Among architecture and art, between vision and the body, lies Maya Lin's practice. Engaged with the shared reality among these seeming opposites is also the reality of the physical world and geography that Lin's works document. In this sense, Lin takes the experience of art from "a conception of art that 'spiritualizes' it out of connection with the objects of concrete existence." The significance of this gesture, to restore art's relevance in the real world, positions the practice of the architect as well as the artist out of an idealized, mythic realm and into the unique existence that occurs at every lived moment.

--Corinna Kirsch, 2009-10 O'Brien Curatorial Fellow

February 18, 2009

From the Collection: Milton Avery's Still Life

This regular series offers a glimpse into the Weisman's permanent collection. Each post will feature an object currently on view in the galleries.

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Milton Avery’s Still Life is not a window through which we look to find a perfectly realistic scene, and if it were—oh, what a Technicolor world we’d live in! Instead, Avery (1885–1965) composed Still Life with bold blocks of deeply saturated colors that flatten the picture plane, simplify forms, and ultimately create a harmonious, dynamic composition.

A contemporary of Henri Matisse and Pablo Picasso, and mentor to Mark Rothko and Adolph Gottlieb, Avery worked tirelessly to instill an appreciation of color and form in American art. As art historian Alfred Jensen noted, “Milton Avery brought color to America.” Throughout the first half of the nineteenth century, Avery developed a style that used broad washes of bright color. He treated each shape as a single color area, flattening and abstracting his images.

Continue reading "From the Collection: Milton Avery's Still Life" »

December 11, 2008

From the Collection: Robert Motherwell's Mural Fragment

This regular series offers a glimpse into the Weisman's permanent collection. Each post will feature an object currently on view in the galleries.

Controversy, rejection, love, hate, and confusion—all words that describe the history and reception of Robert Motherwell’s Mural Fragment. The painting, an early example of abstract expressionism, has generated much debate about its artistic merit over the years, particularly within the university environment.

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For many, the painting poses a challenge to preconceived notions of art: there is no obvious realist depiction, no overt message. Instead, the work focuses on the interplay of color and shape, the choice of each brushstroke. Motherwell urges the viewer to consider the work for itself, to contemplate how the painting’s aesthetic qualities influence viewers’ own perceptions of their surroundings. The Weisman’s Mural Fragment is an important example of abstract expressionism and a revealing illustration of Motherwell’s early artistic development.

Robert Motherwell was the youngest of the American abstract expressionists, a group that included artists such as Jackson Pollock, Mark Rothko, and Willem De Kooning. The abstract expressionists aimed to contest the existing order in art, particularly the American social realist movement of the 1930s and 40s. The abstract expressionists broke away from formalism to express a more fundamental truth about art and the artist: they wanted to create a personal visual language that conveyed emotion, particularly as manifested through the artist’s unconscious. In so doing, they emphasized the artist’s direct relationship with the surface of the canvas, stressing the importance of each mark and brushstroke. Many, including Motherwell, achieved this through the development of automatism, where the hand and the mind are freed, allowing for an unpremeditated expression to manifest itself on the surface – in essence, doodling. It is a direct, immediate, and intuitive process, one through which Motherwell created many of his works.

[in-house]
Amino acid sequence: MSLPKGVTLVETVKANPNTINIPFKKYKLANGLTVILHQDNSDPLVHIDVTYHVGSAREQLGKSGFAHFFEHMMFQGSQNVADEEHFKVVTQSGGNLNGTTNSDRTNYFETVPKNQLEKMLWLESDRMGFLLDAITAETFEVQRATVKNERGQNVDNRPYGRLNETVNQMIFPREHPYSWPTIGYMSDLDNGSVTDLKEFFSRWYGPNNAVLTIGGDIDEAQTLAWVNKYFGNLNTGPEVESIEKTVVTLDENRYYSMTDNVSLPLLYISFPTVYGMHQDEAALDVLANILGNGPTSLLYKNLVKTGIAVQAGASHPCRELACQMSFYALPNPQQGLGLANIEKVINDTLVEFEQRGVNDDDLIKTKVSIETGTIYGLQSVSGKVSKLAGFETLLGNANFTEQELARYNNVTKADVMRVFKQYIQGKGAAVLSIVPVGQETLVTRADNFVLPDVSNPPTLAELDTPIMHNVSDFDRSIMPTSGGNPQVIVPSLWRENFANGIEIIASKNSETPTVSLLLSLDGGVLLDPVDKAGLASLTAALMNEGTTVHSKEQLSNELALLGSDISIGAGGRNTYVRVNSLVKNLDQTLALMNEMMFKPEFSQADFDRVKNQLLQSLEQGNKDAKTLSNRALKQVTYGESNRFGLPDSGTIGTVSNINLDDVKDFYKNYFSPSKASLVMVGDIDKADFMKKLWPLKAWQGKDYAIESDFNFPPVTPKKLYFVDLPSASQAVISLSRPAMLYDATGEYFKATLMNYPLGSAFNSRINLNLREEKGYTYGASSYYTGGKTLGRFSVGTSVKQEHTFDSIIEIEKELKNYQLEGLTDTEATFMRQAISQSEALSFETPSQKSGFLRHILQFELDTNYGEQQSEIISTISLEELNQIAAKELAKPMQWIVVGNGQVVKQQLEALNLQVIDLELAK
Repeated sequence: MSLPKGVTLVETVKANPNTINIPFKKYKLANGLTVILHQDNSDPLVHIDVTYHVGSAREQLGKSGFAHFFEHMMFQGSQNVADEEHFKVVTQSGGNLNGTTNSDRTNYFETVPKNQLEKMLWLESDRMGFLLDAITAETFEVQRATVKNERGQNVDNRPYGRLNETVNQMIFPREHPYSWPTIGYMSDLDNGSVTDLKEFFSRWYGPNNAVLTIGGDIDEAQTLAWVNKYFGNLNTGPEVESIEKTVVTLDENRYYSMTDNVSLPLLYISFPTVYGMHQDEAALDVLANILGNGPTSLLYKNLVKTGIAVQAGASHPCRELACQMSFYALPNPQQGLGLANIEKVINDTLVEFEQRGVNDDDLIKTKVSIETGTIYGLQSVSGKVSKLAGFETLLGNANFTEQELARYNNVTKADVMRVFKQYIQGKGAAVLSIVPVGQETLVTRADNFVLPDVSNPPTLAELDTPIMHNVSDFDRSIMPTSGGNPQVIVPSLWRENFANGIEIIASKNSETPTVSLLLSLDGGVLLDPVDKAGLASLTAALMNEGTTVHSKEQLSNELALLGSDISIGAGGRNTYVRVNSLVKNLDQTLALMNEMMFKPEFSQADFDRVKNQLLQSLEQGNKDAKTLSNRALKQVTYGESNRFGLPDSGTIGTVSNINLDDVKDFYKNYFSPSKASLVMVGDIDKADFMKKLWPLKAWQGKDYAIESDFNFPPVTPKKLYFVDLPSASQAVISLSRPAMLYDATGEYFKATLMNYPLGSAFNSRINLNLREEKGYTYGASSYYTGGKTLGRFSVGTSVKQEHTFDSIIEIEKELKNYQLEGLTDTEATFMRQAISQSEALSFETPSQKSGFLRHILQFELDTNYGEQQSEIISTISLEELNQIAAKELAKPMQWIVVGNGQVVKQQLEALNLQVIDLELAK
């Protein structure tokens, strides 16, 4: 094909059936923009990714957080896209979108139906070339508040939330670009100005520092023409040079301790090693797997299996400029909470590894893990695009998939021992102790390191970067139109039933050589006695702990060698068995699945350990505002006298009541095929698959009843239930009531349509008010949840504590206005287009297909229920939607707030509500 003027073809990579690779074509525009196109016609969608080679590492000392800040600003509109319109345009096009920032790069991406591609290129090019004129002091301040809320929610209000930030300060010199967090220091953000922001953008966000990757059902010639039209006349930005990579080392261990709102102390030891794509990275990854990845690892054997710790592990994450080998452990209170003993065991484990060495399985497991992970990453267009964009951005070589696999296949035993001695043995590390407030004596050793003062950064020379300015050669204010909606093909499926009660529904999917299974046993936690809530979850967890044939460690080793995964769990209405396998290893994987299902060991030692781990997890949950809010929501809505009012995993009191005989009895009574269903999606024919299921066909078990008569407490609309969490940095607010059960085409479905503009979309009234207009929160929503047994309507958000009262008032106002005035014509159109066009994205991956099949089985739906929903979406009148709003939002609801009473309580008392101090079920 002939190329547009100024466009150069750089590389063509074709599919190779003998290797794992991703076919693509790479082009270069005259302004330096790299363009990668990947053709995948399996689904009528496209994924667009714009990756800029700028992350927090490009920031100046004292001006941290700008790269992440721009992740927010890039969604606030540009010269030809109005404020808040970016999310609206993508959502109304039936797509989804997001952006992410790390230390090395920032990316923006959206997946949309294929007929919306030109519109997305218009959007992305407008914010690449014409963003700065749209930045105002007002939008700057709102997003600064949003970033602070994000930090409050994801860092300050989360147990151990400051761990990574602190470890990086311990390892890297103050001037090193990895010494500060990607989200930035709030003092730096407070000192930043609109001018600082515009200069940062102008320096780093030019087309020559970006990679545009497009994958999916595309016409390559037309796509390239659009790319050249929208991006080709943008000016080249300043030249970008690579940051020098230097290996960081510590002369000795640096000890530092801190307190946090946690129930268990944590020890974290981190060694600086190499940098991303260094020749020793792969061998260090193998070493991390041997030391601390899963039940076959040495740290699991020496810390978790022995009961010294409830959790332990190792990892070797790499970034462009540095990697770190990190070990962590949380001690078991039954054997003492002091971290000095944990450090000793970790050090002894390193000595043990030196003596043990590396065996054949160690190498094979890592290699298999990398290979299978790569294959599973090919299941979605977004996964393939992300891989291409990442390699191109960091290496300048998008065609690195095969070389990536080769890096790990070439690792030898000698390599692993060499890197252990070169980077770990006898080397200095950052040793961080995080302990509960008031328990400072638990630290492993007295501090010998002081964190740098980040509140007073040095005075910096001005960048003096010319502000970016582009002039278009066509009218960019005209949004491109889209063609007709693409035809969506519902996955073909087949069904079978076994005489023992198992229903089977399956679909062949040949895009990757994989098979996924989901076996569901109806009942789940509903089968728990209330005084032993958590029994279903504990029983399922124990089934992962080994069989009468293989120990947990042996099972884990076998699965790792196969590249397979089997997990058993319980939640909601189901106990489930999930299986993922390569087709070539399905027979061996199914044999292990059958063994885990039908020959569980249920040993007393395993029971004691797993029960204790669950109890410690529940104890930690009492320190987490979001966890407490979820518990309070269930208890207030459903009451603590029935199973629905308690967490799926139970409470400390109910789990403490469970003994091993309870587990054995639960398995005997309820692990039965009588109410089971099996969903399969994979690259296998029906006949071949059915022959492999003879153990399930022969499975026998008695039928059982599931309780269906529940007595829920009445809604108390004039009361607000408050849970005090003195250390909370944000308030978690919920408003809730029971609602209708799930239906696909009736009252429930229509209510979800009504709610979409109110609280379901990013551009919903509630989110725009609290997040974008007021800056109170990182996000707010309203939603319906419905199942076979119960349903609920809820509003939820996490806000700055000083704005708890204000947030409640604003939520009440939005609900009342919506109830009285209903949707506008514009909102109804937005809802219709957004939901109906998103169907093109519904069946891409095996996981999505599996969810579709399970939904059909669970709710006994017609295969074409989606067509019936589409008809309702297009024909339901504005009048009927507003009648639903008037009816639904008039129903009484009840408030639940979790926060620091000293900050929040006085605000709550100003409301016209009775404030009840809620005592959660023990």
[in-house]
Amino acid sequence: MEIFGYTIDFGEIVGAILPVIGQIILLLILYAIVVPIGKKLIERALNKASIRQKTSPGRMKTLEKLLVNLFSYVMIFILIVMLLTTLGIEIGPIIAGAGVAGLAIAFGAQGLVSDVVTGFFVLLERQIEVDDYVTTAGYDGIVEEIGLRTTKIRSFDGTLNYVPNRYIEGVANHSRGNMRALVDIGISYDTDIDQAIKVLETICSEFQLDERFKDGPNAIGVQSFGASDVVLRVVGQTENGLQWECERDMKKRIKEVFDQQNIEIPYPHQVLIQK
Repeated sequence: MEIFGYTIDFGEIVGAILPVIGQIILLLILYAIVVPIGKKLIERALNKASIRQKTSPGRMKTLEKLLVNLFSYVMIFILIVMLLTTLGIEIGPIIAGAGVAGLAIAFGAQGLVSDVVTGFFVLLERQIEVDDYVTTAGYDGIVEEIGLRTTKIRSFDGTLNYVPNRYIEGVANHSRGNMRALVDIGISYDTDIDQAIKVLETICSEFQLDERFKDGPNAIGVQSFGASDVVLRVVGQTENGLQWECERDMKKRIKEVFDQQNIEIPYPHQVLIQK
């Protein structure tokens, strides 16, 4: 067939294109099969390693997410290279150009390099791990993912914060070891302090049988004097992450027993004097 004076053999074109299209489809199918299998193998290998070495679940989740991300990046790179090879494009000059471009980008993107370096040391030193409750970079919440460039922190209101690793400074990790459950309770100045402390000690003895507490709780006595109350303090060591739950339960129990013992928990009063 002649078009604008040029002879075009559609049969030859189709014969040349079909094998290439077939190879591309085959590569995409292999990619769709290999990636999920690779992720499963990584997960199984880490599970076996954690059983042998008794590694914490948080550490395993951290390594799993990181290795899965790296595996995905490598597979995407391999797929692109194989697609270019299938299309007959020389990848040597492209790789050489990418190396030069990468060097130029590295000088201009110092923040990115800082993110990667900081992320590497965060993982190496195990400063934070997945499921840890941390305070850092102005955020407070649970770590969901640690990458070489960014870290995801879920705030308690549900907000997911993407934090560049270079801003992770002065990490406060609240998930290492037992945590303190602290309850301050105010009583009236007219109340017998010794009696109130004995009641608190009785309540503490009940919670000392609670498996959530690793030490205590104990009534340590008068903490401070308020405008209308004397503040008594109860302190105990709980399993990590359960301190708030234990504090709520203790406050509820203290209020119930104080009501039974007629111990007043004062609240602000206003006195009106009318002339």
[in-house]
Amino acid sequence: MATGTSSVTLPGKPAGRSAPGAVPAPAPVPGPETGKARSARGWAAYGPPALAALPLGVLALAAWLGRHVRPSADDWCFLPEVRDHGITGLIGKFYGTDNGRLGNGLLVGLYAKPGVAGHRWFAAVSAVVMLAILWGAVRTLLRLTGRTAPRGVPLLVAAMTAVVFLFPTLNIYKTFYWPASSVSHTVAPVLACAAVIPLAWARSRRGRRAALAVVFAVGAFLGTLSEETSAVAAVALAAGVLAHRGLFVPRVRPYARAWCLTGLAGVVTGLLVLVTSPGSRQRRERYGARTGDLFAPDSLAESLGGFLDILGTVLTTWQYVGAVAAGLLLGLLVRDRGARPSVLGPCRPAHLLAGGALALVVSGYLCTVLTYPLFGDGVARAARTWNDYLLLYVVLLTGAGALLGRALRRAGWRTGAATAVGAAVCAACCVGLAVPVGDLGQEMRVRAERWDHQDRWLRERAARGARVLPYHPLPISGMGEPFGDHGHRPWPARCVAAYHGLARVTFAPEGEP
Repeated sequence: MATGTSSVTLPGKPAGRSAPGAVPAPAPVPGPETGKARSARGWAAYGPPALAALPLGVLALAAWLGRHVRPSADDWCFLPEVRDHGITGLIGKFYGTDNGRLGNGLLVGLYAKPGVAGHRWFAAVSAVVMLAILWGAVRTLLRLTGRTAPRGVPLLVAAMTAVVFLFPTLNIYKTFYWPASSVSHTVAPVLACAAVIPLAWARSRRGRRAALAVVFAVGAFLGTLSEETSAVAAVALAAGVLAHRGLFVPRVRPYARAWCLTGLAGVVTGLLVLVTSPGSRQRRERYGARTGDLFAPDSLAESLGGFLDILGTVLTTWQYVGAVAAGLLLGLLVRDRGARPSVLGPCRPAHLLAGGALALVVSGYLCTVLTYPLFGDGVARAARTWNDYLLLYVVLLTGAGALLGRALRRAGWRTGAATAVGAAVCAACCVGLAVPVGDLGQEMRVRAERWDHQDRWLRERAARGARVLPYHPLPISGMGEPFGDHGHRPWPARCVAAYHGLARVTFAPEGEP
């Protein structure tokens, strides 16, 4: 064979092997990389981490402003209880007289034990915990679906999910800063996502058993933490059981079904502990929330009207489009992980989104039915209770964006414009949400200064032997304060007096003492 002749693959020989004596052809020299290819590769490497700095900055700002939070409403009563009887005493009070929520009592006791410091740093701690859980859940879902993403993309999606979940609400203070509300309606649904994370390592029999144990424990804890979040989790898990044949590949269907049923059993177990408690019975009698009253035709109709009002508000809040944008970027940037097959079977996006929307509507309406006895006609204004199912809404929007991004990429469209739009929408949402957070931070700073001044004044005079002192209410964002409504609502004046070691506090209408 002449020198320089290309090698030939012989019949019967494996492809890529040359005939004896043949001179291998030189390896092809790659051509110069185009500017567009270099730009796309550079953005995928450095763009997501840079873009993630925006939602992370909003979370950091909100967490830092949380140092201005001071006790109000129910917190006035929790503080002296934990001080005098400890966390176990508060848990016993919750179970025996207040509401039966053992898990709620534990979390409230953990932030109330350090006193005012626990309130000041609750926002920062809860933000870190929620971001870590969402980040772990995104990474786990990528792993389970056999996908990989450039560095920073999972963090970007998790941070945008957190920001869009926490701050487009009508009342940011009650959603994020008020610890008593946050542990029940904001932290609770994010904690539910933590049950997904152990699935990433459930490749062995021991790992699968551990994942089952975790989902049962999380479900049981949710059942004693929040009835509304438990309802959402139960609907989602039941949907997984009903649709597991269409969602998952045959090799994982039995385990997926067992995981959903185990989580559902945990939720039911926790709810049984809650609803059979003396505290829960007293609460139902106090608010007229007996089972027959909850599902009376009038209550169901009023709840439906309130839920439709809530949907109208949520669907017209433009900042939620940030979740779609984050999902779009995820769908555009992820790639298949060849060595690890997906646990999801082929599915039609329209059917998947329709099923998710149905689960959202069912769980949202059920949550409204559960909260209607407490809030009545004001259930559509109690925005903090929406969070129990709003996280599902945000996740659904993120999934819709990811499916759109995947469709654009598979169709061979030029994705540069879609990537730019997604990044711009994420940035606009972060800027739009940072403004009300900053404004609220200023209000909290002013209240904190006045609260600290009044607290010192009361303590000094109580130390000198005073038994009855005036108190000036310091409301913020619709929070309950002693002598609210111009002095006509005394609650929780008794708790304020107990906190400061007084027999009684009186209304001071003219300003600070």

Continue reading "From the Collection: Robert Motherwell's Mural Fragment" »

December 5, 2008

From the Collection: Yasumasa Morimura

This regular series offers a glimpse into the Weisman's permanent collection. Each post will feature an object currently on view in the galleries.

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It’s the holiday season and gifts and packages come flying at your door. In your excitement you scoop them up and bring them into the house. But one package in particular catches your eye—one marked Peter Norton Family Christmas Project. Immediately you realize that you are one of 3,000 or so lucky art enthusiasts who is about to receive a gift of art commissioned by Peter Norton, the American software publisher turned philanthropist and art connoisseur.

The tradition started in the early 1990s and has continued every holiday season since. Each year, Norton commissions an artist (sometimes two or three) to make small, unique art works that can be reproduced by the artists’ workshops. For Norton, the gifts are a way to make contemporary art accessible. His gifts allow friends, coworkers, and colleagues to learn from and enjoy an art object in an intimate setting, as opposed to a museum or gallery.

In 1995, Norton chose a particularly compelling artist to design his gift: Yasumasa Morimura. Morimura has made a career out of inserting himself into famous portraits and paintings. For Norton’s Christmas project, Morimura created Ambiguous Beauty. The gift, a traditional Japanese fan tucked safely into a wooden box, came with a typical holiday greeting card from the Norton family, but the standard message is not a fair indicator of the eyebrow-raising object inside. Weisman director Lyndel King received the gift and later donated the piece to the museum.

Continue reading "From the Collection: Yasumasa Morimura" »